from Wiktionary, Creative Commons Attribution/Share-Alike License

  • Away from home; out of one's hometown.
  • From a different place.
  • Away from home.


Sorry, no etymologies found.


  • We stopped for the light at the corner of Sullivant and Burgess on our way out of town and Mom called, “Stoplight fire drill.”

    Chicken Soup for the Soul: Family Matters

  • Next morning we catch a bus that follows the railway line a few miles out of town to the remote hamlet of Ustianova.


  • Or maybe I looked like a Springdale College student entertaining family visiting from out of town as best she could.

    Claim to Fame

  • As soon as we were out of town the road deteriorated into a random pattern of craters on a wide, bumpy highway lined with elms and robinia.


  • At home my fourteen-year-old daughter, Laura, informed me that someone from the newspaper had called and when she told them I was out of town they interviewedher.

    Riding Rockets

  • When Plato died, Aristotle had expected to take over leadership of the school, but instead had been driven out of town by Demosthenes and the anti-Macedonian party because of his connections to Philip.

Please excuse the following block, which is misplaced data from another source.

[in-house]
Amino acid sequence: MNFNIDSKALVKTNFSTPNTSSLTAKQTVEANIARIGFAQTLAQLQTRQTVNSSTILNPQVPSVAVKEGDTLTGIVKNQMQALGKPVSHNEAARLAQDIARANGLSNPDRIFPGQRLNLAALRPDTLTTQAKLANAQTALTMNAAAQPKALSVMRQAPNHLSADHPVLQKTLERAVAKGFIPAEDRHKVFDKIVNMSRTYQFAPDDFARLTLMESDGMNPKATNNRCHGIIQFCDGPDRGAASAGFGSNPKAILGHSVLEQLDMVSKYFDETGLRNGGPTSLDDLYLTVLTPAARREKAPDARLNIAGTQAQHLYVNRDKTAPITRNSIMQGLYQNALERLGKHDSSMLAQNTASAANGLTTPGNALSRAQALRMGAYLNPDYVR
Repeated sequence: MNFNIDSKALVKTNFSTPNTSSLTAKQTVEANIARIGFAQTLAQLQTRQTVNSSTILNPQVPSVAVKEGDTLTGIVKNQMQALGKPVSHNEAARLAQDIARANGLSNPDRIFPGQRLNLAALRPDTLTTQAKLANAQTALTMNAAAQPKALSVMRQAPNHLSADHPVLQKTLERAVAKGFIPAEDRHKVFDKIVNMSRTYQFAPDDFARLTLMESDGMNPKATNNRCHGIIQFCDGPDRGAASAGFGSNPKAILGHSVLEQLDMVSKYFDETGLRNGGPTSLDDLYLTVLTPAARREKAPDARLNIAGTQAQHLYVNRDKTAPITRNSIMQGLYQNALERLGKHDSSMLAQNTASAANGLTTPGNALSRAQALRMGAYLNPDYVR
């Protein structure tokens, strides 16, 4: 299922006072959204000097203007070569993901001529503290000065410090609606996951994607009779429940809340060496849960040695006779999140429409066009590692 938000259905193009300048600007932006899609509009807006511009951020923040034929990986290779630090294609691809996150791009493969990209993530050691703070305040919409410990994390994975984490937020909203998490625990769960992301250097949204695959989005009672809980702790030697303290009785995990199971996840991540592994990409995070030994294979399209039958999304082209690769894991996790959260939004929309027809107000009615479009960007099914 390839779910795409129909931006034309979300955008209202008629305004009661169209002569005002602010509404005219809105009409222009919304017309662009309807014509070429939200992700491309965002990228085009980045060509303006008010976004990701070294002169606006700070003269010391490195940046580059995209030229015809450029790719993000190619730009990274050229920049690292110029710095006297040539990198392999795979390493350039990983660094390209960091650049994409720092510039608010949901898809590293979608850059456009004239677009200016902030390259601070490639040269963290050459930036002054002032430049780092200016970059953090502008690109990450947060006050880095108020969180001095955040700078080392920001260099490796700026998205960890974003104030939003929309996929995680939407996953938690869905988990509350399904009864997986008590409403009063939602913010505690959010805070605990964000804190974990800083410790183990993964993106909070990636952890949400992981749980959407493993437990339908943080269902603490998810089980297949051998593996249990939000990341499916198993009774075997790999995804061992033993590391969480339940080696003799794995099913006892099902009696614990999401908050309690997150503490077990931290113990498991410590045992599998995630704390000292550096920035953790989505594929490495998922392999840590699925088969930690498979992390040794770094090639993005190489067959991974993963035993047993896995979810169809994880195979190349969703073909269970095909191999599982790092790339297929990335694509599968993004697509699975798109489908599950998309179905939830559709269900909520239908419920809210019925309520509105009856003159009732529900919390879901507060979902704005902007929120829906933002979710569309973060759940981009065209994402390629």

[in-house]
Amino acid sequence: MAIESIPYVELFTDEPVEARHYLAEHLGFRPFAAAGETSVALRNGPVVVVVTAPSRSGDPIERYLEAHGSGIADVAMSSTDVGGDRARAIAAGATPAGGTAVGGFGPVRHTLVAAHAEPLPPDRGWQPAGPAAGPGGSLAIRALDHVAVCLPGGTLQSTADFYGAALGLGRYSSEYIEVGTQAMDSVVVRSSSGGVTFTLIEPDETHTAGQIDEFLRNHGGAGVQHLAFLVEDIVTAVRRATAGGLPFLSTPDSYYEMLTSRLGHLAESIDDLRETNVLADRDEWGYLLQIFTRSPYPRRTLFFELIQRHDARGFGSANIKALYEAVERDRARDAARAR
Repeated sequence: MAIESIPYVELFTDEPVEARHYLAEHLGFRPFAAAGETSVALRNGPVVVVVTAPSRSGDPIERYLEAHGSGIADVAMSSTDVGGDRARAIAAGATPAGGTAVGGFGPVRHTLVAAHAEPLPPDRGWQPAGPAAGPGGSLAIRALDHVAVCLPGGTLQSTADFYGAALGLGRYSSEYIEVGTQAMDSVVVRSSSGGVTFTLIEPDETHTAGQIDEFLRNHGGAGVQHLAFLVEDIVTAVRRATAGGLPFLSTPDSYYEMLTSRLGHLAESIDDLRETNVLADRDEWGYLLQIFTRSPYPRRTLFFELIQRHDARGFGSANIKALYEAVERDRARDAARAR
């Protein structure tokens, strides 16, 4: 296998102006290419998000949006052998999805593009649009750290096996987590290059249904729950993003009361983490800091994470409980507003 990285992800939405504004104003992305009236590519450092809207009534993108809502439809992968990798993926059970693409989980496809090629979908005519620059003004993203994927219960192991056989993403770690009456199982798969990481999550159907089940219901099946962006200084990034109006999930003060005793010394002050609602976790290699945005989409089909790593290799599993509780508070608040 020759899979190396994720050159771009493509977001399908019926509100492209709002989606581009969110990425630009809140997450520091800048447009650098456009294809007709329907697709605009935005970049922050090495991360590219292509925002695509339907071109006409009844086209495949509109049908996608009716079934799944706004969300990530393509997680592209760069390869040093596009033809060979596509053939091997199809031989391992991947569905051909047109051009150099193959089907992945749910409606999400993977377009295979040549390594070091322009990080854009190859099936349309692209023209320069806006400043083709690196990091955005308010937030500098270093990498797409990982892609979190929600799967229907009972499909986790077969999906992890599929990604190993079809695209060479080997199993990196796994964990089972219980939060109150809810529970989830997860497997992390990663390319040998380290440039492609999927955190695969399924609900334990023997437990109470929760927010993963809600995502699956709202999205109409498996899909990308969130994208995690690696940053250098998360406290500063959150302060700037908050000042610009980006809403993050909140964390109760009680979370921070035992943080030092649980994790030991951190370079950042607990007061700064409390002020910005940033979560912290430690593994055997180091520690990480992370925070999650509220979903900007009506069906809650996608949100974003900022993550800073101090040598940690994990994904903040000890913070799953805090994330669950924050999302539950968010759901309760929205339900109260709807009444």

Alexander the Great

  • “You told me Miss Harper was out of town the night Beryl was murdered,” I said to Marino.

    Body of Evidence

  • He guessed that the blonde was setting Benny back five hundred or so an hour, maybe two grand for the night if Mrs. Fontana happened to be out of town visiting their daughter, who was tucked away in school at Marymount Manhattan.


  • It was a pretty walk out of town on the Iffley Road, past ancient, ivy-covered stone houses with front gardens carpeted in purple and white crocus.

    The Wayward Muse

  • A mile out of town The Breeze abandoned the dancing, smiling, and tipping of a ghost-hat that was supposed to charm drivers into stopping to give a ride to a poor, lost surfer.

    Practical Demonkeeping


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